The Tsunami of Grief

How are you doing?  I don’t think I’ve ever been asked that question so many times as the last few months, because there’s nothing else to ask really.  So how am I doing?  I have no idea.

People send me things about grief coming in waves, or ship wrecks or any number of other water based metaphors but actually it feels like a tsunami.

I remember the Boxing Day Tsunami – watching it with friends in a very solid lighthouse built into the rocks on the coast of Devon.  It seemed surreal to be sitting so close to the waves whilst watching footage of their potential.  And yet here we are again.

The thing about tsunamis is the bit before the wave.  A monumental rupture happens, hidden underground, miles away and unseen – but the wave doesn’t come straight away.  First there is the drawback.  It’s the moment where all the water gets sucked out to sea, where the power builds.  It’s the part where the fish are left flapping on the beach and no one can quite work out what’s going on.  And it’s the part that people see.

When Fred died the overwhelming feeling was one of quiet and calm, another mother described it as ‘a weird sense of lightness’.  The anxiety and trauma are sucked away and you’re left with an empty beach.  It’s the empty beach that holds the funeral.  It’s where people turn up to look at the fish. A gentle space for you to catch your breath.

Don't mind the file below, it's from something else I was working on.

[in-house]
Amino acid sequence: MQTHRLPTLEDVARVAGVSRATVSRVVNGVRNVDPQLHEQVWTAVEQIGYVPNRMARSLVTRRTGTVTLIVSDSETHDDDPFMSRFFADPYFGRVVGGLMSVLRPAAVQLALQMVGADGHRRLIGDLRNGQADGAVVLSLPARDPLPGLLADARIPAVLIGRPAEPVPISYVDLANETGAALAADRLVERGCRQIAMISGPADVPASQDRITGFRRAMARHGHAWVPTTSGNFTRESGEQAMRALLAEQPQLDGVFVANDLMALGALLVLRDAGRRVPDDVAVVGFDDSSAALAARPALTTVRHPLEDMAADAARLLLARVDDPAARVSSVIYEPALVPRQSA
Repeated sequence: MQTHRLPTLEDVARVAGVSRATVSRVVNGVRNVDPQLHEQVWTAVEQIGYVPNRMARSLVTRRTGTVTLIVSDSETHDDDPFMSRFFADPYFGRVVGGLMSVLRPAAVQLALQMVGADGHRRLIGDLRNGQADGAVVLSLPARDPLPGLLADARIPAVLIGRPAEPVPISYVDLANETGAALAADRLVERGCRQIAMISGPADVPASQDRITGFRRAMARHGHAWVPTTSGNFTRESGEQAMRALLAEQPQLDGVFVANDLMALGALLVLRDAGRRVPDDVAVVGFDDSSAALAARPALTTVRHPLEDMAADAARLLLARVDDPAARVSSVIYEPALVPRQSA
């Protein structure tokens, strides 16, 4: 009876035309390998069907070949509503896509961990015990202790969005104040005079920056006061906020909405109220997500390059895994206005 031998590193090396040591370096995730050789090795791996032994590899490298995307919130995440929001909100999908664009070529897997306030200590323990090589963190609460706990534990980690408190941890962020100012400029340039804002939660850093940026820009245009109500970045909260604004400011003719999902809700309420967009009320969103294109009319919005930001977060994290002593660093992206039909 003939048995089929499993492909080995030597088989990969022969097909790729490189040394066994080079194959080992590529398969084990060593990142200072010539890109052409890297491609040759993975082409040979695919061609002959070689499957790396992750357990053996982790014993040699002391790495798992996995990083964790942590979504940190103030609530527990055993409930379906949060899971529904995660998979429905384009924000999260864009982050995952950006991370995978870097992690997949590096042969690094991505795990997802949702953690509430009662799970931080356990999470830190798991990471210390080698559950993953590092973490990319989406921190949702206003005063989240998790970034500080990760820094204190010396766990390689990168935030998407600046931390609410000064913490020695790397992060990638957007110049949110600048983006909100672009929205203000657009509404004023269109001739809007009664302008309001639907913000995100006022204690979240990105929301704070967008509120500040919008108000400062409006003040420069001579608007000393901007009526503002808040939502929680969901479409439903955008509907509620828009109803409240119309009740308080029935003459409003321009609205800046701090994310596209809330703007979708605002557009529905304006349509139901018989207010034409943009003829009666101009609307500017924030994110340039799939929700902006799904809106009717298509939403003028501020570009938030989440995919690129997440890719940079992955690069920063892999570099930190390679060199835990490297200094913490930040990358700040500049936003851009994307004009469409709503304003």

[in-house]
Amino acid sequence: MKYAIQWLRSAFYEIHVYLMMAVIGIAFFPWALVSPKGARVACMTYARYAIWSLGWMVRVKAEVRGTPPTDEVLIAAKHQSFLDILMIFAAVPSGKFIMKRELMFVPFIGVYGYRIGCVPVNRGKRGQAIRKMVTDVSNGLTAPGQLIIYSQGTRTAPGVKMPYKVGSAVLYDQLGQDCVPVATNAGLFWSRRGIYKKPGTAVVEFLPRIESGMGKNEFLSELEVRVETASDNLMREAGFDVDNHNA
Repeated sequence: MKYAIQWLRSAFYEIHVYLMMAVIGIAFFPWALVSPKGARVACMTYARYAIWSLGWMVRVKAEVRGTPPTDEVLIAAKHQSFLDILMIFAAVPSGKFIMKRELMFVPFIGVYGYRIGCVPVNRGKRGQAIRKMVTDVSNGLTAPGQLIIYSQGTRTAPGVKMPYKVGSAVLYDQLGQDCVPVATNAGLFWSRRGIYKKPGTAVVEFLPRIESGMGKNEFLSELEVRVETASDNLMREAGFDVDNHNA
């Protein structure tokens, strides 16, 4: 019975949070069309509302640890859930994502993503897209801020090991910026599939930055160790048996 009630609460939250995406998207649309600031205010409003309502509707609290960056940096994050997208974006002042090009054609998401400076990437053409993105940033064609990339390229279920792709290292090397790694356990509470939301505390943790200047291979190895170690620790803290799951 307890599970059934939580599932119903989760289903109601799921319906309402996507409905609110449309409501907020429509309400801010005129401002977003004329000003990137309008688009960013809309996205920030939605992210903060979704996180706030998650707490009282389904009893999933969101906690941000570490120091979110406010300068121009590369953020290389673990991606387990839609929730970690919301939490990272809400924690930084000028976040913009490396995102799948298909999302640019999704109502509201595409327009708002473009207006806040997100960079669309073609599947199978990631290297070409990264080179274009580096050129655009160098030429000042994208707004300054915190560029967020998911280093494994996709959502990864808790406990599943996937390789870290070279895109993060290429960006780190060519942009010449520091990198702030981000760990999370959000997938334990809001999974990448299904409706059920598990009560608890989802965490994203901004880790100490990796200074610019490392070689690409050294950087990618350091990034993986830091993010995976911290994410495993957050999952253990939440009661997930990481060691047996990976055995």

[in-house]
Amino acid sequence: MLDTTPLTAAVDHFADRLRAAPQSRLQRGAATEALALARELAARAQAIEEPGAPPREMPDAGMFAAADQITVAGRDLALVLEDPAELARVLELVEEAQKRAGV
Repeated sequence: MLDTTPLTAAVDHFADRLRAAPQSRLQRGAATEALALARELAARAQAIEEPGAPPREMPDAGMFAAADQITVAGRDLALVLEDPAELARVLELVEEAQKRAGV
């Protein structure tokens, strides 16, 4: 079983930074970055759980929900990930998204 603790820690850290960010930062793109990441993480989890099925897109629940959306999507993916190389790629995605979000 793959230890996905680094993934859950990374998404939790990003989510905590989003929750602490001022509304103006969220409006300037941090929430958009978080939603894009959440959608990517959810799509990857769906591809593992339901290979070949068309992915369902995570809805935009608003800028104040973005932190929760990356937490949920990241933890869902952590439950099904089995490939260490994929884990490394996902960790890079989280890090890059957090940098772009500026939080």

Because you know what’s coming, and you know that you are going to need to run.

The sheer overwhelming force of it is not something you can withstand, there’s no high ground, it can only be survived.

And what’s left is the sheer devastation, and there’s nothing you can do but look at it, or the missing pieces.  It’s impossible to know what to do, when everything that you know has been taken away. 

Cancer didn’t just take away my child, it took the rest of my life with it.  In the 10 months of his illness that was what my life became, and all that went before it slowly disintegrated.  Work became impossible, I gave my office back, I gave up hobbies, I didn’t see friends for months.  And for the nearly half a year required in hospital I have up my bed, and my home.  Like The Happy Prince, I gladly gave it all, but it means there’s nothing left.  People ask about getting back to normal but normal disappeared a long time ago.

So you’re left with wreckage, and bits of your old life scattered around you, and a massive, massive hole. In many ways, Covid has not helped this as even the flimsiest of things to cling to have also been taken away.  In other ways, it really has helped because they probably would have been swept away anyway, and at least I don’t have to see them being enjoyed by other people across the bay.

When JFK was assassinated, Jackie Kennedy refused to change out of her suit.  “No’ she whispered fiercely ‘let them see the horror’.  That is going to take time.  Time for the toxic waters to recede, and to recover from the sheer bloody exhaustion of it all.

So that’s where we sit, repairing, taking in the vast expanse of it.  “Just an empty room, full of empty space, like the empty look, I see on your face …” and nobody can bear to finish the next line.

Nobody else saw the shattering that happened out at sea, and people are suffering their own damage, but people come and sit, and look at the wreckage with us.  They don’t try to clear up, or concrete over or turn up with new plans.  We just sit.

I asked the person in charge of the churchyard what I was supposed to do about Fred’s grave.  The grass had died in the summer sun and it looked a raw ugly mess.  “You let it be a mess” he said, “until the spring, when we can look at how things have settled”

And so that is what we do.

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